To program the AVR Mega128 you need some programming hardware, some programming software, and of course the hex file you wish to program into the Mega128’s internal flash memory.
Connector J7 on the player PCB is a 10-pin header for in-system programming (ISP) of the AVR. This connector uses the pinout of the Kanda systems programmer, commonly known as the programmer dongle supplied with the STK200 and STK300 series of AVR development boards. Atmel shipped these boards for a long time. Both the STK200 and STK300 dongles have been tested with this board.
This website also has a schematic for the dongle if you want to make your own.
You can see how simple it is; two connectors and one IC. If you don’t already have a AVR programmer it would be easy to breadboard your own.
Here’s a photo of the Kanda dongle. It can say either STK200 or STK300; both types will work. On the left is the DB25 connector that plugs into a PC parallel port. On the right, hidden in this photo, is the 10-pin programming connector. A short length of ribbon cable connects it to the MP3 player board.
Recently Atmel has moved to a new ISP programming dongle (the AVR ISP, $34 from digikey) which has both the original 10-pin connector on it as well as a 6-pin connector. The signals are about the same; mainly the 6-pin just has fewer ground pins compared to the 10-pin header. Use the 10-pin header when programming the MP3 player (to switch between headers, read this.) Unlike the Kanda programmer, the Atmel unit plugs into a USB port on the computer.
Atmel also has a more expensive JTAG programmer. This requires separate pins routed to a separate connector, and is not supported on the player.
If you purchased a commercial programmer for the AVR it likely came with its own programming software. If you’re using a Kanda dongle, or an equivilant you built yourself, PonyProg is an excellent choice (and is what I use). It can be downloaded from:
Remember to tell your programming software you have a Mega128. Usually in an options or configuration menu.
Unless you’ve changed things, the MP3 player source file you want to load into the flash memory of the AVR is called frankmp3.hex. You can find it on the software page, or you can build it yourself from the sources.
Before you program the Mega128 AVR for the first time, there are a couple of things you need to check.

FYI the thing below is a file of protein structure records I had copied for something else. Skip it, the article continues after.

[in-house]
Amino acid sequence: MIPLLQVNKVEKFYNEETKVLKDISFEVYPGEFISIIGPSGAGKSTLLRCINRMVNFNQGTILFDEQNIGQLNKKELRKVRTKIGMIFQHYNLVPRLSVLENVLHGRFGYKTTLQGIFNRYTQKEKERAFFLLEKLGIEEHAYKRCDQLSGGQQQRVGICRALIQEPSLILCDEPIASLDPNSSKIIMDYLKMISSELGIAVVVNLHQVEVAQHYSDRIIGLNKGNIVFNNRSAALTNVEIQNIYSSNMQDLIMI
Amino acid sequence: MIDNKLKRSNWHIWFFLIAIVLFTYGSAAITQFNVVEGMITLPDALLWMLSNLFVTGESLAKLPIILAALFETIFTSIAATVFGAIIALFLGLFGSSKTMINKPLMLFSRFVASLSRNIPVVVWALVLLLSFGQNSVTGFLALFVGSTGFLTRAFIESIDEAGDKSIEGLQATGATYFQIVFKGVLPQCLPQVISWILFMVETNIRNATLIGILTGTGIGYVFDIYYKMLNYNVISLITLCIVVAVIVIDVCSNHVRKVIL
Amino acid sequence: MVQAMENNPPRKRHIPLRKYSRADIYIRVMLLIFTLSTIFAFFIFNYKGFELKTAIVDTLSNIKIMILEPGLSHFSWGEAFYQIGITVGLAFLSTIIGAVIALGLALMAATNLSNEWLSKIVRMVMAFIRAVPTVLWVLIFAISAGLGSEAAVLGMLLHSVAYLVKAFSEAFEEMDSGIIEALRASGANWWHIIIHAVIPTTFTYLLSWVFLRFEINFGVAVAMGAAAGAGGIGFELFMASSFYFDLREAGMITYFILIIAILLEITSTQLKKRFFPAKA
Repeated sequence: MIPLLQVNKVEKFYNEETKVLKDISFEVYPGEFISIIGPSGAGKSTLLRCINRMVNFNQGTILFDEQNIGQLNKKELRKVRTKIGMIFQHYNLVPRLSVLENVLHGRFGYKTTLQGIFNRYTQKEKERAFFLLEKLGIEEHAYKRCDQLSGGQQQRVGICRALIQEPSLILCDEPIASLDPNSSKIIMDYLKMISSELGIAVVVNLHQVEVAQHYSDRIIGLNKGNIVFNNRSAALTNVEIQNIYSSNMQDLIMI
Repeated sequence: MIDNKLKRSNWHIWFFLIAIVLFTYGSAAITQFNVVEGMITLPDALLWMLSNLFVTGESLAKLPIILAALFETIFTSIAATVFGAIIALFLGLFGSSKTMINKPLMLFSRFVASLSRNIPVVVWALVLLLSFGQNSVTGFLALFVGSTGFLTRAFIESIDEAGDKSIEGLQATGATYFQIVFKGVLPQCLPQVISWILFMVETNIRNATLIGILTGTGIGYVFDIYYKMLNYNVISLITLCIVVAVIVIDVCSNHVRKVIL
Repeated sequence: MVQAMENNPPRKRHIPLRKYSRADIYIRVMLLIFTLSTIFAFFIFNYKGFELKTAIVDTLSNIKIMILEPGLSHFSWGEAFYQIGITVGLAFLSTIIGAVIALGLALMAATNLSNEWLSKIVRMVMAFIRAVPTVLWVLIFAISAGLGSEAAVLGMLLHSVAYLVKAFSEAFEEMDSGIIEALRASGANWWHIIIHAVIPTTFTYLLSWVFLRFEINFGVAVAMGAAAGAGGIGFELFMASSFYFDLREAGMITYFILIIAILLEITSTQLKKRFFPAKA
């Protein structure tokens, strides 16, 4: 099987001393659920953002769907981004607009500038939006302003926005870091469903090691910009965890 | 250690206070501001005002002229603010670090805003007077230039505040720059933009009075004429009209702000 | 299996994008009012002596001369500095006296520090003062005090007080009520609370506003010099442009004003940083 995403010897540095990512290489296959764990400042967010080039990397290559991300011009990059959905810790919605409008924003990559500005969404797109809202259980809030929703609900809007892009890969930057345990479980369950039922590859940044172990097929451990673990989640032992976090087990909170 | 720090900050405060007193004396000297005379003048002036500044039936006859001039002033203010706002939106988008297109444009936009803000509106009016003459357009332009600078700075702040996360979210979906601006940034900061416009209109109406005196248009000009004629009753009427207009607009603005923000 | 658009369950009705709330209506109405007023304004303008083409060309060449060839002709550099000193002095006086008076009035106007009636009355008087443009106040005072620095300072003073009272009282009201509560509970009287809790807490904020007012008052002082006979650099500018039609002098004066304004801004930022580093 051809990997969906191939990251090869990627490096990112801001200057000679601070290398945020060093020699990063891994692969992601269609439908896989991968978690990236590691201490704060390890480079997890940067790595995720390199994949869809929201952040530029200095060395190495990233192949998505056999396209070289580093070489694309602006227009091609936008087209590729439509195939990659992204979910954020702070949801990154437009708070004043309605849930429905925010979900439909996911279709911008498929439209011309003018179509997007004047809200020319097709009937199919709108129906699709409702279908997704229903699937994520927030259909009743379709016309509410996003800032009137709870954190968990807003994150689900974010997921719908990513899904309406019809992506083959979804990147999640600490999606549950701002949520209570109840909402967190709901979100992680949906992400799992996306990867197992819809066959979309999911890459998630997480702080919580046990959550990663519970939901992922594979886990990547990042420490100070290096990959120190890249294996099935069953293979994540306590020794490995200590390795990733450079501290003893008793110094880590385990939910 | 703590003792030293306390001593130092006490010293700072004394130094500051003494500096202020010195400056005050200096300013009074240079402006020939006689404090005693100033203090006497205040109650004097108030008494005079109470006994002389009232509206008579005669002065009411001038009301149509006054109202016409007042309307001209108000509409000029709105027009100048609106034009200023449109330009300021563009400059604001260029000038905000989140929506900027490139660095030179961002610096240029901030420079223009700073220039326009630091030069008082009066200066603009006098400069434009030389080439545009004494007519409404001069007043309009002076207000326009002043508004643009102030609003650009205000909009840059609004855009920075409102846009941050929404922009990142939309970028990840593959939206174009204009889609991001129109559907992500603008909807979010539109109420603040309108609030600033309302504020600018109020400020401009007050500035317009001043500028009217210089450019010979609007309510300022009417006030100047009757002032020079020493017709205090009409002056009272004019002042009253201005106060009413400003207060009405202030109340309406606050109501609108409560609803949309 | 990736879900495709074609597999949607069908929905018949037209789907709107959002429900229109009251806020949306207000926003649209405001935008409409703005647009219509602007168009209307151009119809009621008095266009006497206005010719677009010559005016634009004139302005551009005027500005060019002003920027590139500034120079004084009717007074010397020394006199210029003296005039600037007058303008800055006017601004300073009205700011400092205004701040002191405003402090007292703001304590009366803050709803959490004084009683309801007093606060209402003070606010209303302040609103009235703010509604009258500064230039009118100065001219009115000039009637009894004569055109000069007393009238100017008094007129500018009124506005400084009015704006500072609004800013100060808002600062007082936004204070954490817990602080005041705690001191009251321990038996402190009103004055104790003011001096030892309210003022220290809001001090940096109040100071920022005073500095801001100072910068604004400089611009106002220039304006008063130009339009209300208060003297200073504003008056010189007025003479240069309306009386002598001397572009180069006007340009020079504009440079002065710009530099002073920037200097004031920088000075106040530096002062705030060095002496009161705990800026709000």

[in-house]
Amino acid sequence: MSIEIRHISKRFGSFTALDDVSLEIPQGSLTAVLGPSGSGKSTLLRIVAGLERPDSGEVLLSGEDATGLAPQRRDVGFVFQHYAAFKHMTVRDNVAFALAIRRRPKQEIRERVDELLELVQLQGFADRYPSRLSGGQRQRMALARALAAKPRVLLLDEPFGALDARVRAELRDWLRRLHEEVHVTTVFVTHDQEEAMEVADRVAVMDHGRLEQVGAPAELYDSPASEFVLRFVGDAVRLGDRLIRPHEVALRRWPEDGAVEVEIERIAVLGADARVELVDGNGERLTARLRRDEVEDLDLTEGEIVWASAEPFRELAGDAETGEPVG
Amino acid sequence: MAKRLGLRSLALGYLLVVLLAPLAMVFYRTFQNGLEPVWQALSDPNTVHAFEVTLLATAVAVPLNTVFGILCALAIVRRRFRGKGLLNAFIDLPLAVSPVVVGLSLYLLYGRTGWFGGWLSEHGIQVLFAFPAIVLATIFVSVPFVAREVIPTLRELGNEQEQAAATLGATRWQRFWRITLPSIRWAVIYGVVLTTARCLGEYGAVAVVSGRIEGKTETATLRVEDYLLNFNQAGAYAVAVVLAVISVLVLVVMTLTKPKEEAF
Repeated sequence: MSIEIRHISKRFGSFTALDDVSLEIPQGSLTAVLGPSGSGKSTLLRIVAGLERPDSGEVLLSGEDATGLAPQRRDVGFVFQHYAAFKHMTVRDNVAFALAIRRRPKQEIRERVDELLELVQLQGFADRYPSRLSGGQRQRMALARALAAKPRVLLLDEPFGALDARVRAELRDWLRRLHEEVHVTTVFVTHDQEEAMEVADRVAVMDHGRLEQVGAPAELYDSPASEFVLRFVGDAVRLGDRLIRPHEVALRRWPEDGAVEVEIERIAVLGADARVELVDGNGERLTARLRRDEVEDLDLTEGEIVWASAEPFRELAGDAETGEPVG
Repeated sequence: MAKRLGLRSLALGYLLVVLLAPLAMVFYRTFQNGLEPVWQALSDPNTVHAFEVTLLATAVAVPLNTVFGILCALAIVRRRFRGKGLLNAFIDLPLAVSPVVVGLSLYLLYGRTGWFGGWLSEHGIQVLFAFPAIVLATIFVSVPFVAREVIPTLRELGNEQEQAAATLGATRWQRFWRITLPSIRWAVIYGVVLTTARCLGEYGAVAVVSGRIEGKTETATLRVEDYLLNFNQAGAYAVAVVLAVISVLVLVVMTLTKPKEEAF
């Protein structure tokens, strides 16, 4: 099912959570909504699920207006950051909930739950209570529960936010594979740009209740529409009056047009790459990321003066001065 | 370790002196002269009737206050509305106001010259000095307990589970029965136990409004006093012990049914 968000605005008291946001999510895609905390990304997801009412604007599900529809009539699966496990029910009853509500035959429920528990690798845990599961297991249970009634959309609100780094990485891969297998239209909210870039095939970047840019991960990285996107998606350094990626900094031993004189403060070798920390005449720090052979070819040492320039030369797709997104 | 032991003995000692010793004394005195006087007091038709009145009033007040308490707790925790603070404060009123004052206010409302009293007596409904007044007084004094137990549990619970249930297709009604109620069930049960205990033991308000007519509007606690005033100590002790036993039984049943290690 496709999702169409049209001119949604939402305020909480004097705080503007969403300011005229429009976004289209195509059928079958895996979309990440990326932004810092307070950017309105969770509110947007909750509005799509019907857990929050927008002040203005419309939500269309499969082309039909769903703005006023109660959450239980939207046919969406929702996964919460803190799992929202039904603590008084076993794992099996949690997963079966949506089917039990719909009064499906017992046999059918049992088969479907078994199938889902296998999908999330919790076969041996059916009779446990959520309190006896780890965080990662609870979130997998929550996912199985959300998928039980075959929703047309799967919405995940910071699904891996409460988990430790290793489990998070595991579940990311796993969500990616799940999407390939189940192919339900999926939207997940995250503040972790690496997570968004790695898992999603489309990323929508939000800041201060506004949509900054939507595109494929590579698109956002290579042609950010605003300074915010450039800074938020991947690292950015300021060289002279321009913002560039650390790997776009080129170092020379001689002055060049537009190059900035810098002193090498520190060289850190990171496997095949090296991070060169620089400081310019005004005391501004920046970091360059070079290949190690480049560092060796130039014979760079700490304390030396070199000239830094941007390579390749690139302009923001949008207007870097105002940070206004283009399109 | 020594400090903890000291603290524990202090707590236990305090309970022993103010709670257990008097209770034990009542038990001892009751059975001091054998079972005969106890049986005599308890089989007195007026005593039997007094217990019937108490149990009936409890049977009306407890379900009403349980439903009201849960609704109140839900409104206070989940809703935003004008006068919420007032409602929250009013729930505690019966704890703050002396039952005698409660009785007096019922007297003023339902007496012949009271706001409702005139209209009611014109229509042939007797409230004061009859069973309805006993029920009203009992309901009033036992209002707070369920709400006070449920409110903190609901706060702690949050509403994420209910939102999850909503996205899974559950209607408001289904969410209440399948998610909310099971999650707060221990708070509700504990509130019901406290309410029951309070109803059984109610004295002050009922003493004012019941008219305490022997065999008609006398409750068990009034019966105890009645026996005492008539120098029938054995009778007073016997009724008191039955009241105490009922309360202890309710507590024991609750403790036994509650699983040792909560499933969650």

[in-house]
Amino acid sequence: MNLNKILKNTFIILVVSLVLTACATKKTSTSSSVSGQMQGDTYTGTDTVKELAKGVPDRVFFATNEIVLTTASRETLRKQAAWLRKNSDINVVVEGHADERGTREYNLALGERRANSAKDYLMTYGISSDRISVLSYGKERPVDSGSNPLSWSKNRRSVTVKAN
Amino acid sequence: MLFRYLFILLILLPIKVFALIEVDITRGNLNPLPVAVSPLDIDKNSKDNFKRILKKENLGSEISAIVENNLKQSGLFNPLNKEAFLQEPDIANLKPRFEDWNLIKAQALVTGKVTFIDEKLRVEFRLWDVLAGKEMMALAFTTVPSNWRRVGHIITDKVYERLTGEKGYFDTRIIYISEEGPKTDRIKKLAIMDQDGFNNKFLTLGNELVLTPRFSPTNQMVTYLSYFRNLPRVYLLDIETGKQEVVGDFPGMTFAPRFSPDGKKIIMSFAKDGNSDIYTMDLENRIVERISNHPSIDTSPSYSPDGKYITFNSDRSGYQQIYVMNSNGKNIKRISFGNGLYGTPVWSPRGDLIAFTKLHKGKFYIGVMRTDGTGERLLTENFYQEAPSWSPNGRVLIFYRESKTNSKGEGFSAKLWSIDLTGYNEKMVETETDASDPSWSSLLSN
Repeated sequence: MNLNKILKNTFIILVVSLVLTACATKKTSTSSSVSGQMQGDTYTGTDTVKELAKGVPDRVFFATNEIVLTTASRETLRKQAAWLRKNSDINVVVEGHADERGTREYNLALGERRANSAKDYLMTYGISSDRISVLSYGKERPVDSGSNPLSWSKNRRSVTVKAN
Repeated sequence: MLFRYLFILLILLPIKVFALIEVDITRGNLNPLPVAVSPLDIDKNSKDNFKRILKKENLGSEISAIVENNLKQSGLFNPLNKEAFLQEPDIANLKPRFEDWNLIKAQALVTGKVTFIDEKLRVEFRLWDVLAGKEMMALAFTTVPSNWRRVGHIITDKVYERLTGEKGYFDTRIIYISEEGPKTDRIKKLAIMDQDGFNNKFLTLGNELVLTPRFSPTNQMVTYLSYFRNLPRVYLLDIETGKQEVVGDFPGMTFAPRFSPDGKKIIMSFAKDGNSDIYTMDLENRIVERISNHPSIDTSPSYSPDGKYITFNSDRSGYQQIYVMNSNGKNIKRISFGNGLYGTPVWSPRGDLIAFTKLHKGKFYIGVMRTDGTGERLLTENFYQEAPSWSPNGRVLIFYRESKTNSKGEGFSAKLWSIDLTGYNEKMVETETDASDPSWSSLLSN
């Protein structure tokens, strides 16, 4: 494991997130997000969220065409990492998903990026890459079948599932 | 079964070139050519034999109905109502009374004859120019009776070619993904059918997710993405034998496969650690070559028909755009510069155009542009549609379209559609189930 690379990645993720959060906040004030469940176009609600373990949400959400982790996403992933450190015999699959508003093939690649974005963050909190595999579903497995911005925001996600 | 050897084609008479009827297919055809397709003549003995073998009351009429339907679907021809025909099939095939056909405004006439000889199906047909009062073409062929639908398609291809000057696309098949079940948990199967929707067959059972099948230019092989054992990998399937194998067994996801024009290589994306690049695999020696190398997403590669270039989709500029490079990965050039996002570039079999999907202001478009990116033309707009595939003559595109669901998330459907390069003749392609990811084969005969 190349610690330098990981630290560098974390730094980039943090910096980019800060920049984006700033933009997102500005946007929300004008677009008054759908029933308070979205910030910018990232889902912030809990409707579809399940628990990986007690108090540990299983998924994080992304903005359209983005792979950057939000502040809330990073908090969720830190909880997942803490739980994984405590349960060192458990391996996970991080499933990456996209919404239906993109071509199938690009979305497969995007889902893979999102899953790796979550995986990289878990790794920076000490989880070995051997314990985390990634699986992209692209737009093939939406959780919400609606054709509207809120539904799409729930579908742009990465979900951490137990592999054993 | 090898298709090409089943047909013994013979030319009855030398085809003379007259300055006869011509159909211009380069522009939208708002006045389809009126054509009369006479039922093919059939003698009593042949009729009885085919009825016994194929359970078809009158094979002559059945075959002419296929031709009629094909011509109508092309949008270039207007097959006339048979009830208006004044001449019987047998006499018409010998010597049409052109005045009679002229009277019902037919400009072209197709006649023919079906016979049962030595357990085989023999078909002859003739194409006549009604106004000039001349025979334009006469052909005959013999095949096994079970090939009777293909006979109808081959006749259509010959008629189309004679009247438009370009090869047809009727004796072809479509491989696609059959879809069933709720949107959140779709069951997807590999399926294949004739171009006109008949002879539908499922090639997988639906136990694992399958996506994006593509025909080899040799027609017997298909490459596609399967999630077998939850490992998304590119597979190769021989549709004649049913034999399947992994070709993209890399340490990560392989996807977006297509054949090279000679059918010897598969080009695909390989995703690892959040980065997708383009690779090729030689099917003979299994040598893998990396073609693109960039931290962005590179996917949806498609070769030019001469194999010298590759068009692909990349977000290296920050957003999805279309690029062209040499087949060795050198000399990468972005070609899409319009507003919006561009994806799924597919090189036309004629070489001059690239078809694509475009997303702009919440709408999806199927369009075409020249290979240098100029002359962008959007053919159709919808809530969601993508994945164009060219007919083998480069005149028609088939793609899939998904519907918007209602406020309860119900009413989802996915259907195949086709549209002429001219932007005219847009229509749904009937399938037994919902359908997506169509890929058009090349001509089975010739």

First, ensure the player diskdrive IDE cable is unplugged.
Second, make sure U1 and U2 are not overheating. Naturally you’ve already checked this as part of the construction process, and put heatsinks on them (and/or diodes in series with the power supply) if they were getting hot. Still, it’s always good to check.
Now the first programming task is to properly set the Mega128 configuration bits. These are programmable bits, separate from the main flash memory, that control how the chip behaves. These only need to be programmed once. But it’s very important that they are indeed programmed. For example, one of those configuration bits, by default from the factory, puts the Mega128 in “Mega103 compatibility mode”. This means the second UART is disabled by default, which means the LCD display wouldn’t work until this is corrected.
PonyProg Software Fuse Bits
If you’re using PonyProg, the required settings for the configuration bits are:
JTAGEN (JTAG enable) OFF
M103C (Mega103 compatibility mode) OFF
For using the 16 MHz crystal (required):
CKSEL3..1 OFF OFF OFF
SUT1..0 OFF OFF
The following are optional, but this is what I have (recommended):
BootLock12, 11, 02, 01 all OFF
Lock2, Lock1 both OFF
BOOTSIZE1..0 ON ON
When using PonyProg, these configuration bits are found in the Command – Security & Configuration Bits menu.
AVRISP Software Fuse Bits
If you’re using the AVRISP programming hardware, the programming software is included as part of the AVR Studio program, downloadable from Atmel’s website. Like PonyProg it too has a fuses bits setting, however its “look and feel” is quite different to PonyProg. This has led to a couple of folks accidently programming their fuse bits incorrectly. In certain cases this can be a bit of a pain to correct. To help prevent this from happening to others, I’ve described below the fuse bit settings for AVRISP. Only the items listed below should have their check-boxes ticked; all other boxes should be clear.
IN THE FUSES TAB:
– Boot Flash section size=4096 words Boot start address=$F000; [BOOTSZ=00]; default value
– Brown-out detection level at VCC=4.0V; [BODLEVEL=0]
– Brown-out detection enabled; [BODEN=0]
– CKOPT fuse (operation dependent of CKSEL fuses); [CKOPT=0]
– Ext. Crystal/Resonator High Freq.; Start-up time: 16K CK + 64 ms; [CKSEL=1111 SUT=11]
Turn Auto-verify & smart warnings on as well.
IN THE LOCKBITS TAB:
The defaults are OK, which are:
– Mode 1: No memory lock features enabled
– Application Protection Mode 1: No lock on SPM and LPM in Application Section
– Boot Loader Protection Mode 1: No lock on SPM and LPM in Boot Loader Section
Turn Auto-verify & smart warnings on as well.
Programming killed my AVR!
If this is you, what you did is accidently programmed the fuse bits to tell the Mega128 to use an external clock. As there is no external clock, it’s now playing dead. Click here to read more, including how to fix it.
Once the fuse bits are programmed….
Once you’ve programmed these bits, use your programming software to read them back from the Mega128 just to make sure they’re right. When you’re satisfied you can program the frankmp3.hex file into the AVR. This is usually rather trivial (file-open…, then Program, or similar).
You can now plug the IDE cable in (with the power off of course! :-). For subsequent programmings there is no need to unplug the IDE cable, nor do you need to reprogram the Mega128 configuration bits. Those two things only apply to the very first programming cycle.
You should now have a working MP3 player. Congratulations!